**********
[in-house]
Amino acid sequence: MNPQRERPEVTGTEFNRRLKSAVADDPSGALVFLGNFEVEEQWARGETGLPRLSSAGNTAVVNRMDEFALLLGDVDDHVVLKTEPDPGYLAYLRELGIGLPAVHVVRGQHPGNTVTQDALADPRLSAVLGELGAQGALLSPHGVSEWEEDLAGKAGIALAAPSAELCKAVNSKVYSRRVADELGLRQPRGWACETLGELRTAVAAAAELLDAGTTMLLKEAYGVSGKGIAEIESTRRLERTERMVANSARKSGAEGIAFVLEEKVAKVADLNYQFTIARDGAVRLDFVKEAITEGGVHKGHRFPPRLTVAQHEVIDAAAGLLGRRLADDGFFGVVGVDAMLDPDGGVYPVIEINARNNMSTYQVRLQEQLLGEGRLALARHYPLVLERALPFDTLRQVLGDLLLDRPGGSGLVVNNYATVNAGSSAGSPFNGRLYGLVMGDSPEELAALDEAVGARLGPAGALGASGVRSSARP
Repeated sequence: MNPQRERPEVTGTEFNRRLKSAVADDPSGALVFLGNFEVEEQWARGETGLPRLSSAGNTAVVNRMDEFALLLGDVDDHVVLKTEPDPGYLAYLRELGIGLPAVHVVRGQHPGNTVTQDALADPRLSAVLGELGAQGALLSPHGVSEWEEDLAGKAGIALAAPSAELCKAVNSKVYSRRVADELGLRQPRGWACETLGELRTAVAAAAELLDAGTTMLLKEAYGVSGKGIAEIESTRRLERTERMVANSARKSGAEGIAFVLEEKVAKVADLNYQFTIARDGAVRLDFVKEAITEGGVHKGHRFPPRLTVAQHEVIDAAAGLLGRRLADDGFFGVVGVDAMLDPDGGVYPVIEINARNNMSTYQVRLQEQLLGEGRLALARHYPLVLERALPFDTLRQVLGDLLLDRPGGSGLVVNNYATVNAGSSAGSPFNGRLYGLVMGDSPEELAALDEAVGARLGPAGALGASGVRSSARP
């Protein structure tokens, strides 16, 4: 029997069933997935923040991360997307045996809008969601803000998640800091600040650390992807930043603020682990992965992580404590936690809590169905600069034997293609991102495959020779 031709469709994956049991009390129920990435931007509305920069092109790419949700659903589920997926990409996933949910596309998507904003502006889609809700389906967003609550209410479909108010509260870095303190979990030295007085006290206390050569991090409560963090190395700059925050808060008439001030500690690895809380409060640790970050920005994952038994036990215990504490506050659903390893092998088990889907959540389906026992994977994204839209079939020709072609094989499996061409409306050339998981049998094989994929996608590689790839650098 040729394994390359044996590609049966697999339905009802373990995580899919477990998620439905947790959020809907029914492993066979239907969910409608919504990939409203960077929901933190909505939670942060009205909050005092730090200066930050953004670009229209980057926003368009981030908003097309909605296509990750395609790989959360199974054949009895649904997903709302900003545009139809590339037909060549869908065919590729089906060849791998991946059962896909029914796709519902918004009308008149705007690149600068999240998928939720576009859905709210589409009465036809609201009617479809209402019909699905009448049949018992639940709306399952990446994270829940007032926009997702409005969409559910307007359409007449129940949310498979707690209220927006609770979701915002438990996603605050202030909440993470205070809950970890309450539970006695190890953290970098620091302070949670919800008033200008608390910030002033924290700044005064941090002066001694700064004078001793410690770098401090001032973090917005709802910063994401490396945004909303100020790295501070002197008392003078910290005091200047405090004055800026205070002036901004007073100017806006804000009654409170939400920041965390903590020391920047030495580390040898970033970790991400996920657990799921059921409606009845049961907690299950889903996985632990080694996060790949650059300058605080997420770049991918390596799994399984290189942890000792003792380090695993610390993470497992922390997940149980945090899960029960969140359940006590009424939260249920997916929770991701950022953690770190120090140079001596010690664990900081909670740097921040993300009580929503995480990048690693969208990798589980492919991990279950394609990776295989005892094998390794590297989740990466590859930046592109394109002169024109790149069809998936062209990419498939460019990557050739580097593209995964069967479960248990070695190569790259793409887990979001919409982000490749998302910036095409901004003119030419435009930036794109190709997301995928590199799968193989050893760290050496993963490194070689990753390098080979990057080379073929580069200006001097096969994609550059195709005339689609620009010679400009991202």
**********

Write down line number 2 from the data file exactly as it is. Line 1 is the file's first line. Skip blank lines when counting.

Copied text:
Amino acid sequence: MNPQRERPEVTGTEFNRRLKSAVADDPSGALVFLGNFEVEEQWARGETGLPRLSSAGNTAVVNRMDEFALLLGDVDDHVVLKTEPDPGYLAYLRELGIGLPAVHVVRGQHPGNTVTQDALADPRLSAVLGELGAQGALLSPHGVSEWEEDLAGKAGIALAAPSAELCKAVNSKVYSRRVADELGLRQPRGWACETLGELRTAVAAAAELLDAGTTMLLKEAYGVSGKGIAEIESTRRLERTERMVANSARKSGAEGIAFVLEEKVAKVADLNYQFTIARDGAVRLDFVKEAITEGGVHKGHRFPPRLTVAQHEVIDAAAGLLGRRLADDGFFGVVGVDAMLDPDGGVYPVIEINARNNMSTYQVRLQEQLLGEGRLALARHYPLVLERALPFDTLRQVLGDLLLDRPGGSGLVVNNYATVNAGSSAGSPFNGRLYGLVMGDSPEELAALDEAVGARLGPAGALGASGVRSSARP